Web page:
I don’t know about you, but I self-identify as a wallower. Something goes wrong, I have a bad day, and I look for ways to indulge those feelings and luxuriate in feeling awful. It’s a vicious cycle, and one that I’m actively trying to counteract, but that doesn’t mean it’s easy. And so, after a little bit of thought, I’ve decided to try adding a new feature to The Body Pacifist. I’m absolutely going to continue dealing with thoughts and emotions head-on here, but I’m adding a new category of posts to which I’m giving the catchy name of Vigilante Positivity.The goal is to provide a voice that will speak in the opposite direction of the negative self-talk that plagues those of us struggling with body image in any capacity. You know the one, the voice that says you’re not good enough, you’re not trying hard enough, you’re a waste of space, and asking for help is just going to make you a nuisance to those you care about. We let this voice talk, and we never put our foot down and say, “You know what? No. You are wrong.” So consider this an opportunity to engage your inner monologue in hand-to-hand combat. Whether or not we intrinsically believe positivity at the get-go, it can’t possibly hurt to exercise the positive thinking muscle more than we’re used to. So here we go. Nothing like a little positivity on a Monday morning.
First, thanks for reading. It still blows my mind that I have followers. Know that your showing up on this page and reading these words is making somebody else’s day.
Second, congratulations: you are awesome.
Want to know how I know? Because you are you. Nobody else can say that. I can’t. Those people you look up to? They can’t say that. Only you can embrace your you-ness in the way that you’re doing it right now. How’s that for a résumé-builder?
And your body? For Christ’s sake, don’t get me started on that fantastic piece of machinery. You know what that body you’ve been tormenting and picking to pieces is doing right now? It’s a self-sustaining miracle that’s keeping the awesome collection of thoughts, experiences, dreams, hopes, loves, skills and fantasies that is you here in the world for the rest of us to enjoy. I dare your iPhone to do that.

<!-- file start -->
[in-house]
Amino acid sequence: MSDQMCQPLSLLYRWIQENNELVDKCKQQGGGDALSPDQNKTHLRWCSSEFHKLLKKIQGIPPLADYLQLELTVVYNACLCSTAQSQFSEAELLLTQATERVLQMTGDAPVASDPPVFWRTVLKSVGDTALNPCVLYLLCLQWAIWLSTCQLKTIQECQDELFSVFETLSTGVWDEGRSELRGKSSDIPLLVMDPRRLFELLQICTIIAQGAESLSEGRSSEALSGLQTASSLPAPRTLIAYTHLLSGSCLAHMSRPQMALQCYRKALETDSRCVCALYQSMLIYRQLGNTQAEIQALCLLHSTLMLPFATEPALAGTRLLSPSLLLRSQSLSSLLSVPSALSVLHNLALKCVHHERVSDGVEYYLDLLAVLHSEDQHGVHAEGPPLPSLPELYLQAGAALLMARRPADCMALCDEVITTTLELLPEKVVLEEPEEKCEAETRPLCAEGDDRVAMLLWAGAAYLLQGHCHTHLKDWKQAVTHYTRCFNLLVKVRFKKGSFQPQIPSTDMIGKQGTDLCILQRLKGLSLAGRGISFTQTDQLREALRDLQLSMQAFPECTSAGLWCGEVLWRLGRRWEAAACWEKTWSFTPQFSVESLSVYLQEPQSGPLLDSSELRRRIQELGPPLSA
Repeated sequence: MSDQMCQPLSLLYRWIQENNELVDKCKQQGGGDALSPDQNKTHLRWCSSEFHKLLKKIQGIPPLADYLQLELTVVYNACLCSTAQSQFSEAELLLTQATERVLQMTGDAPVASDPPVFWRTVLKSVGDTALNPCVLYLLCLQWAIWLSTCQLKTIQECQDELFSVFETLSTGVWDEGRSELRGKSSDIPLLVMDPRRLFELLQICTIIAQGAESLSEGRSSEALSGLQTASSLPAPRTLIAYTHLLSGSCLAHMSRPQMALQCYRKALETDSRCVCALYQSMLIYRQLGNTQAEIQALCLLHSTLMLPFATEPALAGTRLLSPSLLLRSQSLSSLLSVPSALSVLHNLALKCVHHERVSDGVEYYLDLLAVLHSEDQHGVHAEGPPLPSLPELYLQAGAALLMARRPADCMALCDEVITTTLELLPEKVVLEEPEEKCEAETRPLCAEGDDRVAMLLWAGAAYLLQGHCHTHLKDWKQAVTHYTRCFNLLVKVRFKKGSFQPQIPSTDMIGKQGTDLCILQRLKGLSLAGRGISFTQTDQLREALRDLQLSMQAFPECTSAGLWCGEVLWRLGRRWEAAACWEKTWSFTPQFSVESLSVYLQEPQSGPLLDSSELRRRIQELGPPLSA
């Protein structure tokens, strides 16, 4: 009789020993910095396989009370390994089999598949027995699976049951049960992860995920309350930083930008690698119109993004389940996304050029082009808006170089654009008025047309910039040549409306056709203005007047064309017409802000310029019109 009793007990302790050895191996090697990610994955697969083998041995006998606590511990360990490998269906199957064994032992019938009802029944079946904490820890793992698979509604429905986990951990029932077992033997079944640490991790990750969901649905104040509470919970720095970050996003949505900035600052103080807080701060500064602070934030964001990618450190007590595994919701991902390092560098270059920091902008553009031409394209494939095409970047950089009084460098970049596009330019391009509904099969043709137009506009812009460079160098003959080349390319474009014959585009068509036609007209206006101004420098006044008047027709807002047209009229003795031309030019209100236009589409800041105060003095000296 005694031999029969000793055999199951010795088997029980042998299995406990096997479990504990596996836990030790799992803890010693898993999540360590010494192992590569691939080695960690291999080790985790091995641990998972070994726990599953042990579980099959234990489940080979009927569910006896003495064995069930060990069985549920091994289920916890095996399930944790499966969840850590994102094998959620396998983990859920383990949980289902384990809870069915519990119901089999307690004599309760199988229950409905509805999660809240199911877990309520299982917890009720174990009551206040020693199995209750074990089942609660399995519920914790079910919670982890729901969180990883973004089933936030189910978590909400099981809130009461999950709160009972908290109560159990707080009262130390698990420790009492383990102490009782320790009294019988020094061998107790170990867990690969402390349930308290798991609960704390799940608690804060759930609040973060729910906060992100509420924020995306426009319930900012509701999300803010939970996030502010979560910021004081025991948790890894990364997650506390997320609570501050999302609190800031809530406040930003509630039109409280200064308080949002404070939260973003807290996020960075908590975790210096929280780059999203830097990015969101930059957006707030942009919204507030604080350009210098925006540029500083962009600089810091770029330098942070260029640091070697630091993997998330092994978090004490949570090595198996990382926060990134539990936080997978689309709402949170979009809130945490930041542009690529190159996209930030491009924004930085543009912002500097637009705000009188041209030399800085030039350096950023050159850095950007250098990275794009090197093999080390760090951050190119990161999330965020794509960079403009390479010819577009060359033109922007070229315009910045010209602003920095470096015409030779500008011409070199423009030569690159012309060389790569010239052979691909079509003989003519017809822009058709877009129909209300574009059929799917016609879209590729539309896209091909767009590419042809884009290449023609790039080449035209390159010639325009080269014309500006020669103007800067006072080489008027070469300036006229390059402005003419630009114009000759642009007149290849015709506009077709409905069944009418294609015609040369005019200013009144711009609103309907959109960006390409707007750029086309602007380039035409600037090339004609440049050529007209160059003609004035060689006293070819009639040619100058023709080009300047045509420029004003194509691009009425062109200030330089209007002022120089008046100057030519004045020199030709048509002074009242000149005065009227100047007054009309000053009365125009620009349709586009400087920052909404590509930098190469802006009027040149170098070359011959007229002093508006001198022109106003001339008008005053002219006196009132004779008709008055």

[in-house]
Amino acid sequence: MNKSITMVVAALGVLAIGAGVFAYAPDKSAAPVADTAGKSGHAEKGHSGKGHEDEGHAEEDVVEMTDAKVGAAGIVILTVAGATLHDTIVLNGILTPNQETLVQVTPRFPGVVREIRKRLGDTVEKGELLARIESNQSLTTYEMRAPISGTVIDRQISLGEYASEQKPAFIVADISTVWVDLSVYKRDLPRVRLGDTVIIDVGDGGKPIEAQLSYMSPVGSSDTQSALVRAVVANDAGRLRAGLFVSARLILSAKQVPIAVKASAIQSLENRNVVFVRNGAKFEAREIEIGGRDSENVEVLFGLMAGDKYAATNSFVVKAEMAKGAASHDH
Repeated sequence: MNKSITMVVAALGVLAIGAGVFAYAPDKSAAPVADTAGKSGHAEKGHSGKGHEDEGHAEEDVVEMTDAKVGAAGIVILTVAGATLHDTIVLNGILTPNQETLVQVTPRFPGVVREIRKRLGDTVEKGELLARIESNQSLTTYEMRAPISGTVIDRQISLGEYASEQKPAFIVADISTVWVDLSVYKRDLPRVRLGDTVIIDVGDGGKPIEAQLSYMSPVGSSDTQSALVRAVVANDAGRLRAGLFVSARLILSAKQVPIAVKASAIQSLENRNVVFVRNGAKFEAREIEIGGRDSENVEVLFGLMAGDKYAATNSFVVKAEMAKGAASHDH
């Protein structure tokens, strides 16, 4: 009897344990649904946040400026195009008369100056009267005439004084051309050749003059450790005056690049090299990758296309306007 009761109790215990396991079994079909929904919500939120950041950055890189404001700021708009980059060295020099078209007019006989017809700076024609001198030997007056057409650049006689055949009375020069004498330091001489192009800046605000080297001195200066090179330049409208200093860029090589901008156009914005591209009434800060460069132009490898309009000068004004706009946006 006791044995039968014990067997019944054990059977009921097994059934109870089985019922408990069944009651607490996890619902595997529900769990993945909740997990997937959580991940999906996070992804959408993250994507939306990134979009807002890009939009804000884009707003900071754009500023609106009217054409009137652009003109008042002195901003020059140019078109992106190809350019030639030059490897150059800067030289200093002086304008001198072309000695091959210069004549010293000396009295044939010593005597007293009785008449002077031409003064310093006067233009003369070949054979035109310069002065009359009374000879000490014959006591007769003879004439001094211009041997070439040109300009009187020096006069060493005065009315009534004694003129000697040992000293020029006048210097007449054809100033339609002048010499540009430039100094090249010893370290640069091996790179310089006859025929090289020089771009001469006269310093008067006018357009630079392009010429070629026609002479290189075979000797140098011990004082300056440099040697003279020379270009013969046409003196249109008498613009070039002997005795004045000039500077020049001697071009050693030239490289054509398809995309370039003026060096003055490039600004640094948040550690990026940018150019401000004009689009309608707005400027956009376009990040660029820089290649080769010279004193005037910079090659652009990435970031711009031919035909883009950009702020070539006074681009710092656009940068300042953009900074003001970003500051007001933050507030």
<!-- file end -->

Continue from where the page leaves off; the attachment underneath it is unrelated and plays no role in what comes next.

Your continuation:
Your challenge for this Monday (because don’t think you’re getting off that easily! This is a two-way relationship, people) is to think of one part of your body that is unique to you and that makes you awesome. I’m not suggesting that we go off on one of those Cosmo “Love Your Butt With This Twenty-Minute Workout!” tangents. I want you to think of a part of your body that you love right now, as it is, and then think about why you love it.
Here, I’ll go first.
I love the middle finger on my right hand.
(No, not for the reason you think. I get road rage, sure, but that’s not the point.)
On the middle finger on my right hand, there’s this bump right above the top knuckle where I keep my pen. And as a college student, a creative writing major, and a fiction-writer-slash-novelist, I keep my pen there a lot of the time. I’ve had friends tell me that they’ve never used up an entire pen. I went through three last week. (Given, they were probably already on their last legs. But still.)
I look at this bump on my third finger not as something weird, something asymmetrical, something I wish I didn’t have, but as a mark of what I do and what’s important to me. Sure, many people get little marks like this, but in my head I consider mine a secret sign in the writers’ community. It shows what’s important to me. It shows what I want. It’s proof of those long nights I spent writing and rewriting chapters, trying to get every word perfect. It’s part of me, and it’s part of my body, and I love it.
Is there a part of you that you love because it says something about you? It doesn’t have to be anything big. It doesn’t have to be something that makes sense to anybody but you. But I know there’s something there.
No two of us are alike, and that’s the best part about having a body. I don’t want to have somebody else’s body because this one is mine. Even though it’s doing some crazy stuff at the moment and I would like to get some better harmony between the biology and the psychology, this is the only set of arms and legs and organs that I’m going to get, and I’m totally okay with that.
We’re in this together, my body and I. It’s got one job, to keep me around. And I think it’s doing a pretty decent job.
So if you take away one thing this morning and use it for the rest of your day, I hope it’s this:
Your body is a unique, special, incredible manifestation of awesome, no matter what anyone else tells you.
Because it lets the rest of the world interact with you.
And you’re pretty awesome as it is.